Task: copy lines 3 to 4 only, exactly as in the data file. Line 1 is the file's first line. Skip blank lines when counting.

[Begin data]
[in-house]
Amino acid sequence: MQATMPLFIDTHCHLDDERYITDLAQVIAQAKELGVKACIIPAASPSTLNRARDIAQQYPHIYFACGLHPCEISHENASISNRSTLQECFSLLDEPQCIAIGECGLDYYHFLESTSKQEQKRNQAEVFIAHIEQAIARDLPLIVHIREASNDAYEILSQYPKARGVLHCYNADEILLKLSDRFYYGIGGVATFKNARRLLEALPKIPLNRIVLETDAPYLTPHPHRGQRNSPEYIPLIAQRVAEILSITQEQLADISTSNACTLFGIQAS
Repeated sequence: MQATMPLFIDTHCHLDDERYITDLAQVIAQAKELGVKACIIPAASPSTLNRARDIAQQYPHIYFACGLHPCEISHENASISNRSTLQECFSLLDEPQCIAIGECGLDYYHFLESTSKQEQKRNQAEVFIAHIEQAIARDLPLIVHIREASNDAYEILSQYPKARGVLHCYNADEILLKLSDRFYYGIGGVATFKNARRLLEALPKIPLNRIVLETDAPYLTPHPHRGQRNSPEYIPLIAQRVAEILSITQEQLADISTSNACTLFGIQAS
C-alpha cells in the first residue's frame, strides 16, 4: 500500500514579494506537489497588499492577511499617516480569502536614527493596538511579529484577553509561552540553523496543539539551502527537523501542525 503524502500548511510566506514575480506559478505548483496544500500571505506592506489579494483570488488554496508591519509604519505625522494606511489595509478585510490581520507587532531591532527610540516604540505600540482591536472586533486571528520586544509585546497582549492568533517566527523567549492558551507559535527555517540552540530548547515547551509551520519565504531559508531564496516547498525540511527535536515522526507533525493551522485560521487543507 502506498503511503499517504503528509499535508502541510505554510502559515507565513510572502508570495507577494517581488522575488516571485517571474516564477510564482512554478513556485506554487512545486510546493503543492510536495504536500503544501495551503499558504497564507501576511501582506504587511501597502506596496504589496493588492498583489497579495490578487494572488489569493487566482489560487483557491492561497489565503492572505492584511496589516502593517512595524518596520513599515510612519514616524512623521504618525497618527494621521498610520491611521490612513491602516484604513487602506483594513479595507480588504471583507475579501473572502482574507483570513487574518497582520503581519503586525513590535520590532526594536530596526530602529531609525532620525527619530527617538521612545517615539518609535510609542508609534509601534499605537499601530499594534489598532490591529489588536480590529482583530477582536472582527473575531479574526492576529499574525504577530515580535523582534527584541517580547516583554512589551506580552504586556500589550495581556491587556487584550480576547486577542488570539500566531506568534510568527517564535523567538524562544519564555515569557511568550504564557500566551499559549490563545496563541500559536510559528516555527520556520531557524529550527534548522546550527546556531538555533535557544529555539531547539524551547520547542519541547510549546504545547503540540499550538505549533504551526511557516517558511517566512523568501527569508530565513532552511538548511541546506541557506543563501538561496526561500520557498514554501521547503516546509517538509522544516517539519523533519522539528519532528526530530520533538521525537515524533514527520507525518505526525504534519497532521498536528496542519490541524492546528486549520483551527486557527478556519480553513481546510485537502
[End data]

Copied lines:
Repeated sequence: MQATMPLFIDTHCHLDDERYITDLAQVIAQAKELGVKACIIPAASPSTLNRARDIAQQYPHIYFACGLHPCEISHENASISNRSTLQECFSLLDEPQCIAIGECGLDYYHFLESTSKQEQKRNQAEVFIAHIEQAIARDLPLIVHIREASNDAYEILSQYPKARGVLHCYNADEILLKLSDRFYYGIGGVATFKNARRLLEALPKIPLNRIVLETDAPYLTPHPHRGQRNSPEYIPLIAQRVAEILSITQEQLADISTSNACTLFGIQAS
C-alpha cells in the first residue's frame, strides 16, 4: 500500500514579494506537489497588499492577511499617516480569502536614527493596538511579529484577553509561552540553523496543539539551502527537523501542525 503524502500548511510566506514575480506559478505548483496544500500571505506592506489579494483570488488554496508591519509604519505625522494606511489595509478585510490581520507587532531591532527610540516604540505600540482591536472586533486571528520586544509585546497582549492568533517566527523567549492558551507559535527555517540552540530548547515547551509551520519565504531559508531564496516547498525540511527535536515522526507533525493551522485560521487543507 502506498503511503499517504503528509499535508502541510505554510502559515507565513510572502508570495507577494517581488522575488516571485517571474516564477510564482512554478513556485506554487512545486510546493503543492510536495504536500503544501495551503499558504497564507501576511501582506504587511501597502506596496504589496493588492498583489497579495490578487494572488489569493487566482489560487483557491492561497489565503492572505492584511496589516502593517512595524518596520513599515510612519514616524512623521504618525497618527494621521498610520491611521490612513491602516484604513487602506483594513479595507480588504471583507475579501473572502482574507483570513487574518497582520503581519503586525513590535520590532526594536530596526530602529531609525532620525527619530527617538521612545517615539518609535510609542508609534509601534499605537499601530499594534489598532490591529489588536480590529482583530477582536472582527473575531479574526492576529499574525504577530515580535523582534527584541517580547516583554512589551506580552504586556500589550495581556491587556487584550480576547486577542488570539500566531506568534510568527517564535523567538524562544519564555515569557511568550504564557500566551499559549490563545496563541500559536510559528516555527520556520531557524529550527534548522546550527546556531538555533535557544529555539531547539524551547520547542519541547510549546504545547503540540499550538505549533504551526511557516517558511517566512523568501527569508530565513532552511538548511541546506541557506543563501538561496526561500520557498514554501521547503516546509517538509522544516517539519523533519522539528519532528526530530520533538521525537515524533514527520507525518505526525504534519497532521498536528496542519490541524492546528486549520483551527486557527478556519480553513481546510485537502